Developing Your Managers

management developmentApproximately 25% of the total UK businesses spend on training is focused on training and developing their managers. Yet surveys show that there is still a large (and increasing) skills deficit within line management. So what is going wrong?

In 2014 the CIPD reported that the UK spent an average of £286 per employee on some form of training or development activity. The latest UK employment statistics for 2015 show the number of people in employment is 31.10 million people. So 25% of the training budget represents an investment of billions of pounds per year on managerial training. This should be getting results.

Many organisations rely on using external training providers for their management development but rather than running a proper programme, simply run a single short training course. They then wonder why their management team still lack the essential skills and knowledge and have also failed to adopt the behaviours necessary for business success.

Their approach is not working because they fail to recognise that changing behaviour long term needs an appropriate organisational context (see our blog on developing talent) that encourages and supports managers to make the necessary changes.

There are five key lessons that organisations should adopt if they are going to run effective management development programmes. These are:

1. Don’t just run a one-off training course
A training course should be part of the programme but management development needs to be longer term than a single short training course (3+ months). It should also incorporate a range of post-course developmental activities, including coaching and feedback, to supplement the learning from the training course. Every developmental activity should be aligned with achieving the programme objectives and build on what has already been delivered.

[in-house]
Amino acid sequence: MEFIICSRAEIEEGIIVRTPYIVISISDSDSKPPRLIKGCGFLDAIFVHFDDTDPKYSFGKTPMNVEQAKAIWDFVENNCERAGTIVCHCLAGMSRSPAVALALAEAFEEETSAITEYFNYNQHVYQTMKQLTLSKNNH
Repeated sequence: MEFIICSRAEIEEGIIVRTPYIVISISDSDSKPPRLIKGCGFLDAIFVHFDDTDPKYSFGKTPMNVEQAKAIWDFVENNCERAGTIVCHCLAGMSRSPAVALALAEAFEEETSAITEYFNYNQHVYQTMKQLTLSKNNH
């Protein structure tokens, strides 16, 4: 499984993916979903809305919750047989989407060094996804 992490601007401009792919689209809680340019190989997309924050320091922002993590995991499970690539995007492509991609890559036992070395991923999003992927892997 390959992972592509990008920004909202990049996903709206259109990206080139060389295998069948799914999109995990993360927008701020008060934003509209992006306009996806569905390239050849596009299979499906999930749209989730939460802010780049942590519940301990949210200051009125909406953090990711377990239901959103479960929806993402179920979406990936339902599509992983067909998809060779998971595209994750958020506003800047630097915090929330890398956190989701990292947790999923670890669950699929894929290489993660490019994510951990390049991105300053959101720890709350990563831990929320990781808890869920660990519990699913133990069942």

2. Network your Programme
Your programme must be linked to current organisational initiatives and strategies, as well as to any other development programmes you run. It should also align with your performance management processes and your selection processes. The more you build links in this way and embed it in the organisation then the more likely it is to have a lasting impact on the managers on the programme.

3. Focus on Process
Many organisations will spend a large amount of time and resource choosing the right external management training course – and therefore focus only on the intervention part of the programme. Instead, think of the development programme as having three (equally important) stages:
1. The pre-stage. In this stage you need to focus your efforts on developing the overall developmental objectives, securing stakeholder buy-in and engagement.
2. The intervention stage. This is where the delegates attend a training course, or courses
3. The post-stage. Where delegates are given opportunities to develop and sustain the skills they have learned with practice, coaching and feedback.

4. Without buy-in it will fail
A management development programme should be viewed as a project. And no project will be successful unless all the stakeholders are on-board and supportive of the project. For manager training the key stakeholders you need to get buy-in from are:

  • Your Senior Managers – they are key to the success of the post-training course stage.
  • The Managers to be trained – people made to go on training courses learn very little.

5. Align it to the organisations culture
Irrespective of any training, your managers will develop to be a reflection of your organisational culture. If the culture is one that is highly guarded and hierarchical and your programme is focused on authenticity and transparency - it will fail. Cultural change does not happen from the bottom-up, despite many HR departments attempts to do it this way!

Whether you simply use our open courses as part of your management development programme, or use us to design and deliver the entire development programme for you, we will work in partnership with you to ensure your success.